The power supply, which is preferably a 12 v rechargeable battery 16, is housed within a portion of the main frame and is connected to the circuit boards 18,20,22,24, which control the main functions of the positioning device. A first circuit board 18 includes transmitter-receiver means (e.g. an onboard UHF 418 MHz transmitter-receiver module) for sending and receiving signals in the form of radio-waves between a remote control unit (not shown) and the positioning device. As will be apparent to a skilled person, this circuit board will include means for performing digital-to-analogue conversion (and vice versa) for converting between electronic control signals and radio-waves. A second circuit board 20 including a microprocessor (e.g. 74C-type) receives an input from board 18 and controls the time sequences together with all of the operations upon the main device unit. Two further circuit boards 22,24 include respectively relay switches to power the drive 26, pan 40 and tilt 42 motors, and the necessary motor control chip set circuitry.
The drive shaft of the electric motor is coupled to a worm gear which, in turn, engages a sprocket 27. Bearings placed through holes in the frame members support a spindle for the driving wheel 28 which is also coupled to the sprocket 27. The contact surfaces of the driving wheels consist of butal rubber. The pan and tilt unit 34 is equipped with stepper motors 40, 42 and a mechanical transmission mechanism 44. This arrangement is supplied by the same power supply as the main drive motor.
The remote control unit contains a rechargeable power supply and an circuit board containing a microprocessor and a transmitter-receiver module (e.g. UHF 418 MHz transmitter-receiver module). This unit also comprises buttons for selecting individual or groups of operating functions and a joystick.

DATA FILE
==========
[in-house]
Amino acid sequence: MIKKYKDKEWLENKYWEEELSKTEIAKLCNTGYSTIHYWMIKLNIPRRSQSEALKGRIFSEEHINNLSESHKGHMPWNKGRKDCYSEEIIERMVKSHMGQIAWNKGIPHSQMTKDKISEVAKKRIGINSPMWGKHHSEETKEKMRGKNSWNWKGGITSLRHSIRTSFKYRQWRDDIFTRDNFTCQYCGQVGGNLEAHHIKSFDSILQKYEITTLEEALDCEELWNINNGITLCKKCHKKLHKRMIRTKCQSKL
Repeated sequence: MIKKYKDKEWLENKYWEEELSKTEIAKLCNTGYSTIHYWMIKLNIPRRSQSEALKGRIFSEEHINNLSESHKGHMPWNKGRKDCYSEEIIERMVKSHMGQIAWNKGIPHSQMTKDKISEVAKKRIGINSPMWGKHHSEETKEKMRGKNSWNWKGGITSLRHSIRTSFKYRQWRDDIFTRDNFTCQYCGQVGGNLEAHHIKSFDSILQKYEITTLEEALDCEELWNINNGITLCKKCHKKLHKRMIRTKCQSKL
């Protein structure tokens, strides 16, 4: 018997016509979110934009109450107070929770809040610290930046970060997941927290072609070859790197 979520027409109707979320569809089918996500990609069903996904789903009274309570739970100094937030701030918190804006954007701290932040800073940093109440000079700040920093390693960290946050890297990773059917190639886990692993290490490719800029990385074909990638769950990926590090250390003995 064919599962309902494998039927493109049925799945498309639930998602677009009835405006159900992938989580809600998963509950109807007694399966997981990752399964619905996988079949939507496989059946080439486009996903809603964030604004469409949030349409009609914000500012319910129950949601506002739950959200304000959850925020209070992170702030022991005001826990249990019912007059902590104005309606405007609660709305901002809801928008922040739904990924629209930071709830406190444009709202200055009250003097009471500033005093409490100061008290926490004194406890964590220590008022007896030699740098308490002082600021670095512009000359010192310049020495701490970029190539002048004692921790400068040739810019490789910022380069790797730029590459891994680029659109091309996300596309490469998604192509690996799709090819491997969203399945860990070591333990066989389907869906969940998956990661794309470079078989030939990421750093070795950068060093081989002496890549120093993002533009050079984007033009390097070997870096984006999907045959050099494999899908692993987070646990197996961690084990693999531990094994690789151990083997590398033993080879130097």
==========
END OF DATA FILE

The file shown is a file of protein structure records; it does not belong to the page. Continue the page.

In general, threaded nylon fittings 50 are used to fixedly attach components to the support frame to prevent corrosion. Springs are concealed by flexible bellows 52 (shown in FIG. 3 only) made from butal rubber which are attached at each end by push-fitting a lip through openings in the surface of the cast frame members 12, 12′. Bearings for rotating parts comprise standard oil-light bushes. They are inserted while the cast is hot so that a tight fit is attained when the structure cools. Weatherproof covers 54,56 (shown in FIG. 3 only) enclose sensitive components by sealing them inside using standard fittings 58 and rubber O-rings (concealed).
When signals from the remote control unit are received by the receiver module on board 18, the unit directs power from the rechargeable battery to the or each motor 26, 40, 42. The torque generated by the driving motor 26 is used to turn the worm gear and the sprocket 27 which, in turn, rotates the driving wheel 28. The worm gear-sprocket arrangement acts as a brake which can prevent the device descending a vertical support structure in the absence of torque from the motor 26. While the worm-gear-sprocket arrangement offers little resistance when turned by the shaft of motor 26, a considerably greater force is required to turn the gear from the sprocket side. Components are selected such that the torque generated by the weight of the unit is too small to turn the wheels from the sprocket side. Hence the unit does not descend.
In use, the positioning device is carried to a desired location where it is clamped to a suitable support means. This may be, for example, a lamp post, mast, pole, railing or pipe line. The fitting/clamping orientation is arbitrary. Clamping the device to the support means involves urging the framework against the sprung biasing means to open it as necessary, placing the unit around the support means and releasing the unit so that it clasps the support means. The system may be powered up from the camera unit or the remote control unit and the operator may leave the immediate vicinity in order to position the device.
From a preferred location and using the buttons and joystick on the user remote control unit, the operator can move the device between desired locations on the support means, for example, in order to raise or lower the device to achieve a positional advantage. The combination of integral features and mechanical transmission means enables the operator to raise, lower, pan, tilt and rotate the device, as well as operate equipment secured thereto. In the case of a camera, focusing means and means for controlling the amount of light entering the camera are also provided. The configuration of the remote control unit permits a selected number of these tasks to be performed simultaneously.
A low battery indicator on the remote control serves to warn the operator if the supply voltage of the power supply on the clamping unit falls below a predetermined threshold.